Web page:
Buddhism in Cambodia has bounced back from near total suppression by the ultra-communist Khmer Rouge to resume its role as a cornerstone of the Kingdom’s education system, driving students to excellence on both spiritual and more mundane levels, according to one senior monk.
Venerable Samdech Preah Mahasomethea Thipadey Nun Nget, the 84-year-old director of all Buddhist schools in Cambodia, said the concentration and moral strength Buddhism encourages often translates into more impressive academic performances than a purely secular education provides.
“The degrees from Buddhist schools are the equivalent of degrees from public schools but, based on my own observations, even though the degrees are the same, the monks are much more brilliant than common students,” Nget said.
“Monk-students are more industrious, spend more time working and are more moral than students in common schools. Therefore, it is rare that monk-students fail the exams needed to graduate from high school or university,” he added.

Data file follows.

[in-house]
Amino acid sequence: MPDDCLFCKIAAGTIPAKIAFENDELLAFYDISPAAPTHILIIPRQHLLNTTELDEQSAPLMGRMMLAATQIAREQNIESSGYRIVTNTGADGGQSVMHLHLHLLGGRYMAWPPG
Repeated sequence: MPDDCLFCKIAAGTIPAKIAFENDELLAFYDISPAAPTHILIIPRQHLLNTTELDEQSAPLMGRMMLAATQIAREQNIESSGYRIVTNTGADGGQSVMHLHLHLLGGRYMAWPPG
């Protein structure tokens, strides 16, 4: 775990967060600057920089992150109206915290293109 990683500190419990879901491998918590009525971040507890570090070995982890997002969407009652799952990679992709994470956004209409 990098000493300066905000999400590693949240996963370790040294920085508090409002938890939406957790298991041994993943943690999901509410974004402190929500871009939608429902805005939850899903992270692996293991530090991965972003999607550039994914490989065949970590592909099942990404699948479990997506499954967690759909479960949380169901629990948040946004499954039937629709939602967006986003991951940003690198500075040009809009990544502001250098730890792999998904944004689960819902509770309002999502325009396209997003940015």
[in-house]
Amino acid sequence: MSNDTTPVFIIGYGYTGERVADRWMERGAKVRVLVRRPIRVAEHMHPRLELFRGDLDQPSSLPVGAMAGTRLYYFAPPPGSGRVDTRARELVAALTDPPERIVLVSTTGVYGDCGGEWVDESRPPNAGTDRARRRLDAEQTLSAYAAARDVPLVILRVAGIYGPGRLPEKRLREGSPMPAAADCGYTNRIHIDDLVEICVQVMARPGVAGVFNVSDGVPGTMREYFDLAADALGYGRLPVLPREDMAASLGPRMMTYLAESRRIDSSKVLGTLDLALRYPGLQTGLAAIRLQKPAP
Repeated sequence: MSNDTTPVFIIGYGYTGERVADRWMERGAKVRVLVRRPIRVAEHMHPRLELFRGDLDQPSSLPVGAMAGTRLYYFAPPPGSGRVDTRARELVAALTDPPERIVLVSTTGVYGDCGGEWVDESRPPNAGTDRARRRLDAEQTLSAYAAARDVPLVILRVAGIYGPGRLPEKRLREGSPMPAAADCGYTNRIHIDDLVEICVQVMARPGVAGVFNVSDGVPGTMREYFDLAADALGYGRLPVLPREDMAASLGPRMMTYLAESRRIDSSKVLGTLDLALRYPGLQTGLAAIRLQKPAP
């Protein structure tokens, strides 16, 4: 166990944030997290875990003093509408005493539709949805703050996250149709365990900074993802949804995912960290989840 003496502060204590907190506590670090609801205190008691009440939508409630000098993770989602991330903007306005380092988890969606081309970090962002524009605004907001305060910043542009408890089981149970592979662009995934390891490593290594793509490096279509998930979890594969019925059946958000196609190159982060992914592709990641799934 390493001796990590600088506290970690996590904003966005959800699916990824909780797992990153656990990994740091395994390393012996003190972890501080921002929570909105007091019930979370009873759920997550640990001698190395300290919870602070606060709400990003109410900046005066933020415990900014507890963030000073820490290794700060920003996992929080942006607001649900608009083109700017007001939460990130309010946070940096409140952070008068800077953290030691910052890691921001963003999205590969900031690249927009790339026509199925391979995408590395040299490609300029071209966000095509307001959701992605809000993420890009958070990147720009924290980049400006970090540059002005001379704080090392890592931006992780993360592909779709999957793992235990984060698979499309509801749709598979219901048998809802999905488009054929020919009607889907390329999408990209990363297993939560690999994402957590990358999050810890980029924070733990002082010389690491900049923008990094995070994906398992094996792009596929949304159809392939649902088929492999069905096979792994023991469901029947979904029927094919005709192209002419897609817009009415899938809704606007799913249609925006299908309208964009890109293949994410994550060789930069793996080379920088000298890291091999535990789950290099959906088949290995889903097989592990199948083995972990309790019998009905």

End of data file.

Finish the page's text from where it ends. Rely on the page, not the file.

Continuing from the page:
According to a 2007 annual report by the Ministry of Cults and Religions, Cambodia has 549 Buddhist primary schools with 12,174 monks, 26 Buddhist secondary schools with 6,200 monks, and two Buddhist universities with 977 students. In addition, there are 726 “discipline schools” that teach dharma classes to a further 13,612 monks.
The schools follow largely the same curriculum as secular schools but include studies in the traditional Buddhist languages Pali and Sanskrit.
Nget said that since 1993 about 300 monks have gained scholarships to study Sanskrit and English literature at universities in other countries with strong Buddhist traditions.
“Last year, three monks gained scholarships to earn their master’s degrees in India, Sri Lanka, and Myanmar, while another eight monks went to study in Japan,” he said.